Medieval Castles: Dover Castle

Dover Castle - England - Kent - Medieval England - Medieval History - Medieval Castles - Middle AgesConstructed around the same time as the Tower of London (late 11th century), Dover Castle stands as one of the earliest castles built by William the Conqueror after his conquest of Anglo-Saxon England. Duke William had the castle built near an old Roman lighthouse and burgh, which King Harold (the last Saxon king of medieval England) established sometime before the Norman invasion in 1066. None of William’s constructions, however, survive to this day. The great keep dates back to King Henry II’s reign in the 1180s and is still there today.

The keep is nearly 29 meters high with walls as thick as 6.5 meters in some places; these walls are reinforced by a plinth. Each side stretches to over 30 meters in length, and at each corner is a large turret tower. Securing the entrance to the keep is a massive fore-building with three towers covering the stairs. This fore-building was one of the largest of its kind in medieval England. An interior wall divides the keep into two sections.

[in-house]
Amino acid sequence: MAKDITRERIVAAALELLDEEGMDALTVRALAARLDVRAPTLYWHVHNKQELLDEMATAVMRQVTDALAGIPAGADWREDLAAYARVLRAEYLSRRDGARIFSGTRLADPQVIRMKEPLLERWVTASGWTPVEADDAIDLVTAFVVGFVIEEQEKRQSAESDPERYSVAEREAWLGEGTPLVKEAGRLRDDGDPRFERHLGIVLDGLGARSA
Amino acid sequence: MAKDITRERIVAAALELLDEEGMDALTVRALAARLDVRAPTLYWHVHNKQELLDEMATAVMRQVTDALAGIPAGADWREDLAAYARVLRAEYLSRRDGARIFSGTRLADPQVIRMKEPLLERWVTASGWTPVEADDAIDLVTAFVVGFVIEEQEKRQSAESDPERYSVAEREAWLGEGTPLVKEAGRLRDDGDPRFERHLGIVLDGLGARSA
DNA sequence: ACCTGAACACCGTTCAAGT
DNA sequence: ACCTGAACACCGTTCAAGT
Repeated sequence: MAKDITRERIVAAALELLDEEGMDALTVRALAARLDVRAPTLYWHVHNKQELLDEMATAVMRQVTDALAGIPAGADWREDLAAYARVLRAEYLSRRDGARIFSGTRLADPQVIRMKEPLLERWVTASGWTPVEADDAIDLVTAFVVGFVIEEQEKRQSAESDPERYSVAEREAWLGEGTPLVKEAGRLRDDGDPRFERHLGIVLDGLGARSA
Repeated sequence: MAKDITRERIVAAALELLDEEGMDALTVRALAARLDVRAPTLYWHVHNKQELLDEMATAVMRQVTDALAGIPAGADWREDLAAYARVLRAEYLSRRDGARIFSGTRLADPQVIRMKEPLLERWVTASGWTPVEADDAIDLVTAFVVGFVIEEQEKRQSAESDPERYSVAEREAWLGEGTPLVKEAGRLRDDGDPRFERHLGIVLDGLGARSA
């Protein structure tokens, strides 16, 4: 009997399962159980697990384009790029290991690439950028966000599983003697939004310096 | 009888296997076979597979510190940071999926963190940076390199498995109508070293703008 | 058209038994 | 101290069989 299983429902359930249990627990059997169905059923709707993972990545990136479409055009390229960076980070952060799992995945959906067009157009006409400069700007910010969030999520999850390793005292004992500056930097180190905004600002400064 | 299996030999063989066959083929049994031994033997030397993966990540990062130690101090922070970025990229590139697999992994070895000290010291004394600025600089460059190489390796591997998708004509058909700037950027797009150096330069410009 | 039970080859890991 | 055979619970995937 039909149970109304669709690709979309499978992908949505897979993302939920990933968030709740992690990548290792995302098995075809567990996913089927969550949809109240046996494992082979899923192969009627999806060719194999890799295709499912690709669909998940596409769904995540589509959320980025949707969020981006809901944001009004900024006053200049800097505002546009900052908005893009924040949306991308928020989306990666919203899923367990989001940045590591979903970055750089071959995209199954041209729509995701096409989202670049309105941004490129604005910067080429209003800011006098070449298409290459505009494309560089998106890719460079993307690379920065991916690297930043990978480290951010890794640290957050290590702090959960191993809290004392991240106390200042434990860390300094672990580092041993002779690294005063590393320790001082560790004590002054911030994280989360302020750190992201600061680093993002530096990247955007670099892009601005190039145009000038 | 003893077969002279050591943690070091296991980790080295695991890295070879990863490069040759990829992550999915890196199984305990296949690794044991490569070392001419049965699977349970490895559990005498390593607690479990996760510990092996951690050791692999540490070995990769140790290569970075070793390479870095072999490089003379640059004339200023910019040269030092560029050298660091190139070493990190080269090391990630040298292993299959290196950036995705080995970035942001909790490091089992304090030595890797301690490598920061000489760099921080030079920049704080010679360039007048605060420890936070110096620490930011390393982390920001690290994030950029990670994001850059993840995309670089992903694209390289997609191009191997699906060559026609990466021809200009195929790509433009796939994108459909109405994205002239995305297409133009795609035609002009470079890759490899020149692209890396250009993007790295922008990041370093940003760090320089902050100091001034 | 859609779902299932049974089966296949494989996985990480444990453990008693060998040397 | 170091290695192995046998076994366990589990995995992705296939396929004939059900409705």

The keep consists of three stories, each level being accessed by two stairwells spiraling up the corner turrets. Fourteen projecting rectangular towers, each open to the rear, extend around the inner wall that encircles the keep, with two barbicans defending the north and south gates.

In 1216, Phillippe Augustus’ son, Louis of France, besieged Dover Castle. This was at the time of the barons’ revolt against King John. After assaulting and taking the barbican protecting the northern gate, Louis had his men tunnel beneath the walls and collapse one of the gate’s two towers. Louis then ordered his armies to assault the collapsed section of the wall, but the soldiers within managed to plug the breach and hold off the enemy, preserving the victory and the fall of Dover Castle. Louis would eventually give up and retire his armies from the area.

*Correction to the first paragraph above: The site chosen for Dover Castle was first cleared around 1168 and the area prepared for building. It then lay fallow for over ten years and building work began proper in 1180 overseen by a Master Mason called Maurice who also built the New Castle at New Castle. By 1188 the keep and inner bailey curtain wall were complete.